The subtitle of Symphony No 3 was initially ‘Symbolic Poem’, but was later changed to ‘1st Symbolic Symphony’ and, finally, ‘War’. The first movement, ‘Life and Labour’, is structured as a kind of rondo in six sections. Although labour is represented by the frenzied activity of the orchestra, the hexatonic nature (that is using a six-note scale of equidistant tones)of most of the themes induces a sense of instability.
The second, ‘Intrigues and Rumours’, represents the political machinations that precede the outbreak of war, via the conflict between themes of a diatonic (white keys), chromatic (black keys) and modal character (in the old style, preceding the development of tonality or evoking oriental scales). The rhythmic structure and the accumulation of contrapuntal layers seem to have been inspired by Beethoven’s Eroica.
The third movement, ‘Suffering’, reveals a Villa-Lobos indebted to the gloomier side of Italian opera with the motif of cellos and double basses at the beginning—suggesting Verdi’s Rigoletto—and to the lyrical quality of the serenade-like melodic style. Traces of late Villa-Lobos are already present, with densely orchestrated sequences dissolving in a dissonance, and the division in sections without tonal contrast (practically all of them in C minor) only possible through the confident handling of the surrounding material and the fertility of melodic invention.
The final movement, ‘The Battle’, where the descriptive aspect is more pronounced in the frenetic orchestral activity and the belligerent interventions of the fanfare and the percussion, displays a cyclical format, picking up again, in the guise of formal growth, themes from the first and third movements, part of a collage containing fragments of the Brazilian national anthem and La Marseillaise.
The dazzling grandeur of this last movement is transferred to the first movement of Symphony No 4—even the tempo marking, allegro impetuoso, is the same. As in the previous work, the first movement, beneath its rhapsodic aspect, features a kind of martial leitmotif which returns at strategic points throughout the symphony. The Scherzo is a felicitous moment of orchestral brilliance in 7/4 time, made up of modal melodic ideas that bring to mind Debussy and Russian music. The third movement confirms the maturity of Villa-Lobos’s instrumental inventiveness: nobody other than he could have conceived of the combination of bass clarinet, contrabassoon and bass saxophone subordinated to the melody of the cor anglais and violas, in a funeral march that illustrates sensitively Escragnolle Doria’s phrase: “Europe is a cemetery of unknown graves”.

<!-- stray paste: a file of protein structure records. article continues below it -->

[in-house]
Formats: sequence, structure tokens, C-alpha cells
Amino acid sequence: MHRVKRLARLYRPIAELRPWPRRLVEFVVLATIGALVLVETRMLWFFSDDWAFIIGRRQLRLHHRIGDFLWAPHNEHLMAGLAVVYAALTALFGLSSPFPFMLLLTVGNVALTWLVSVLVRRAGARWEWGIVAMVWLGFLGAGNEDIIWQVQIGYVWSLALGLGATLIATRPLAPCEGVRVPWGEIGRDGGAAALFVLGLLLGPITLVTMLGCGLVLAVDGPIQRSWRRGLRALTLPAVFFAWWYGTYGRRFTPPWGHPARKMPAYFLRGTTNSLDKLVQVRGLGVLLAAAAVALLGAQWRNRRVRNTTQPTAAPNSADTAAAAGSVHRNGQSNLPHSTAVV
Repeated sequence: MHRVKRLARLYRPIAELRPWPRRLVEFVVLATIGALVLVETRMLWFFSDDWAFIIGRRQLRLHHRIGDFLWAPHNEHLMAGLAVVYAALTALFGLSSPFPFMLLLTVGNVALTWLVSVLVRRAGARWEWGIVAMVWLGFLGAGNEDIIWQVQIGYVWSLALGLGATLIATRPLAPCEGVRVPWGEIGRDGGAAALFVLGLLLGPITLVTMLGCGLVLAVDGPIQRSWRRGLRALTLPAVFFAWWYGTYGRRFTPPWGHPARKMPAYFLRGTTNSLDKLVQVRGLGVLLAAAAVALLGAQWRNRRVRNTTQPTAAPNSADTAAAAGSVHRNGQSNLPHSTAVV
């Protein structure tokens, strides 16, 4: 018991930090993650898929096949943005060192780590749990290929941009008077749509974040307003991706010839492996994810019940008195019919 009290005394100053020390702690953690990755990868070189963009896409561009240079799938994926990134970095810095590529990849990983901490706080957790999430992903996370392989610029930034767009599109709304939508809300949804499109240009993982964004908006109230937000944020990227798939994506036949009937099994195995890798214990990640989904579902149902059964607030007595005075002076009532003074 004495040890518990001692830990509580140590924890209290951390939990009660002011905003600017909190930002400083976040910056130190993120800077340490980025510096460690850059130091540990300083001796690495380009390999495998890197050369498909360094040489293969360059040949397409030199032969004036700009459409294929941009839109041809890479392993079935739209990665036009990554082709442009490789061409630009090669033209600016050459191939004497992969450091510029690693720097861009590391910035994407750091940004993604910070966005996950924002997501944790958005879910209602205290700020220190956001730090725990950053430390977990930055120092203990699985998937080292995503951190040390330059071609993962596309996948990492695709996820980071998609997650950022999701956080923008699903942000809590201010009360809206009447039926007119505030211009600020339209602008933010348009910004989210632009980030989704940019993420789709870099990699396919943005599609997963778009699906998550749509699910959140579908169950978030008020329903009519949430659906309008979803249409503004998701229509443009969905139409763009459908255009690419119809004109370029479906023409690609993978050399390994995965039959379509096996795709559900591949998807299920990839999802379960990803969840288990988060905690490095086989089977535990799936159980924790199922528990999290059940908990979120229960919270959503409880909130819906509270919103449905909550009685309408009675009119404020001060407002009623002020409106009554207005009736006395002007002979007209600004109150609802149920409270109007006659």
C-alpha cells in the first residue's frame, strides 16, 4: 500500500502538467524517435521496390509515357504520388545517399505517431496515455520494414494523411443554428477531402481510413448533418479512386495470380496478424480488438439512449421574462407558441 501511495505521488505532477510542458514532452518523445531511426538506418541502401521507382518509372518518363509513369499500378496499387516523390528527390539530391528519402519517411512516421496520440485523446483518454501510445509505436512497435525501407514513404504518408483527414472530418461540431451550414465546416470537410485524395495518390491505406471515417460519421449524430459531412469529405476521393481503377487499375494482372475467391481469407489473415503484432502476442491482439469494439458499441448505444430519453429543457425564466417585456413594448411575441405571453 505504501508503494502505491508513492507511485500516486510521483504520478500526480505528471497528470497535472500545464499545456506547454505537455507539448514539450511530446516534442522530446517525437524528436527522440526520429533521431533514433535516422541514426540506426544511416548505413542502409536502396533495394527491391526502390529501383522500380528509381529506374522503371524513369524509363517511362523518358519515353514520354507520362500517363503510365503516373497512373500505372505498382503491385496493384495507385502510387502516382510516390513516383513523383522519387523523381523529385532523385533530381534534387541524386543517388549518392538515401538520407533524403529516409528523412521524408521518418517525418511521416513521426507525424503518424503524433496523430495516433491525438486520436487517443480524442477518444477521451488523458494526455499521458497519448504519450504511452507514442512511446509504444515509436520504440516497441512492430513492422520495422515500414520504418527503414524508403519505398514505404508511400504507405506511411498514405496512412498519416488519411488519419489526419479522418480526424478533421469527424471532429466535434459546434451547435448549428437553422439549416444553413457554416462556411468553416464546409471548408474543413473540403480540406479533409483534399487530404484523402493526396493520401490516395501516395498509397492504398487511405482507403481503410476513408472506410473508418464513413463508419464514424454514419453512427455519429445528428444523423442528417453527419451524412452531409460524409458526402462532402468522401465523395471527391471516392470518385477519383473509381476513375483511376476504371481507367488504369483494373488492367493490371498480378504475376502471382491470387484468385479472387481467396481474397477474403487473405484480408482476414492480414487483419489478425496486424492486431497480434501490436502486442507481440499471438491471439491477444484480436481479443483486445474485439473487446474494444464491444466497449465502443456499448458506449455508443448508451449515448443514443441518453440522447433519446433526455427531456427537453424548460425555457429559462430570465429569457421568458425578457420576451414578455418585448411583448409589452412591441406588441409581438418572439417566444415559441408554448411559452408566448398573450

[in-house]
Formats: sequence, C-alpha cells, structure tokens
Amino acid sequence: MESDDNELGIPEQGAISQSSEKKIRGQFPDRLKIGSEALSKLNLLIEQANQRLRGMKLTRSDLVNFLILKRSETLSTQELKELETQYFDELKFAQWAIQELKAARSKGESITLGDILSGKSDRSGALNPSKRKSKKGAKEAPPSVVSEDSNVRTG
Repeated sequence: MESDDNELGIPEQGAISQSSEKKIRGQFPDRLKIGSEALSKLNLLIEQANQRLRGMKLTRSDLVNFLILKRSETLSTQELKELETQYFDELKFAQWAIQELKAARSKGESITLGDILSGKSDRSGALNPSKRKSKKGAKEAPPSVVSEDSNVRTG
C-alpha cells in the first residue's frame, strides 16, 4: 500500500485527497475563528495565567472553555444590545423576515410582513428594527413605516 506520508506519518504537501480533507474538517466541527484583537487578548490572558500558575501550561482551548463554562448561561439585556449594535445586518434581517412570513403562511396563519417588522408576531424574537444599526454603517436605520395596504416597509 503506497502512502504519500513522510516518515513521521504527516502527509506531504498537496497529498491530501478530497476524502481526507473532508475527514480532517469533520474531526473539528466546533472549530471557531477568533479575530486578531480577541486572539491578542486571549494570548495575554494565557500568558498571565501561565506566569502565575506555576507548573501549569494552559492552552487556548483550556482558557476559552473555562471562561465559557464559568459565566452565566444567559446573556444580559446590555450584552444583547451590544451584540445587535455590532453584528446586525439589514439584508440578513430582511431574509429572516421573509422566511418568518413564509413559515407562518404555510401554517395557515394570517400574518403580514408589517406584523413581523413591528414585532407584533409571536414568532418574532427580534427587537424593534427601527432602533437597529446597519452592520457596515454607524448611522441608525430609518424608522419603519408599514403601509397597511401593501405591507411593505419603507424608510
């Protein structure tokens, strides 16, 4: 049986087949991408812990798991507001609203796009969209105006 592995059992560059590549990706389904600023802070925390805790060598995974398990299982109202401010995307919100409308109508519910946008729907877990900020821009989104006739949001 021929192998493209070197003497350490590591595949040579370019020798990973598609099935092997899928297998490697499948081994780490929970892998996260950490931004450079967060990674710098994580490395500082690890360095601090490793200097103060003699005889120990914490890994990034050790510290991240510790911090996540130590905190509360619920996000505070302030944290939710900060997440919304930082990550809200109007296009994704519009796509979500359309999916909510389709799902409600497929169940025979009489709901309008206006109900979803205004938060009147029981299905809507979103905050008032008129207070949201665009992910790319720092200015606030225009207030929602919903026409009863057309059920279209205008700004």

The final movement is much longer than the previous ones and exudes a sense of victory to a perhaps exaggerated extent, but there are innumerable moments of great imagination in the midst of the orchestral frenzy. The restatement of the leitmotif brings to mind the final movement of Henrique Oswald’s Symphony No 43, first performed in 1917, which Villa-Lobos admired and went on to conduct.
Both symphonies require a very large orchestra. In addition to the full orchestra, with piano, harps and celesta, there is a fanfare of bugles, cornets and other military instruments, creating a gripping effect. The Third Symphony also includes an ad libitum choir; whilst the Fourth adopts an “inner group” of requintas (high-pitched clarinets) and saxophones, creating the effect of spatial dislocation. This orchestral extravagance has led some scholars to detect an affinity with Respighi; however, the two composers must have achieved similar results via very different means, since Respighi’s most explosive works were written in the 1920s and 1930s (he visited Brazil in 1928). Here we have a young Villa-Lobos with extraordinary confidence in his orchestral “hand”, already a master of unusual effects, well versed in the work of contemporary French composers such as Vincent D’Indy and Florent Schmitt and inspired by Russians such as Alexander Borodin and Alexander Scriabin. He had perhaps little interest in conventional good taste, but he was at ease with the construction of a unified symphonic flow, coursing through highly evocative orchestral moods.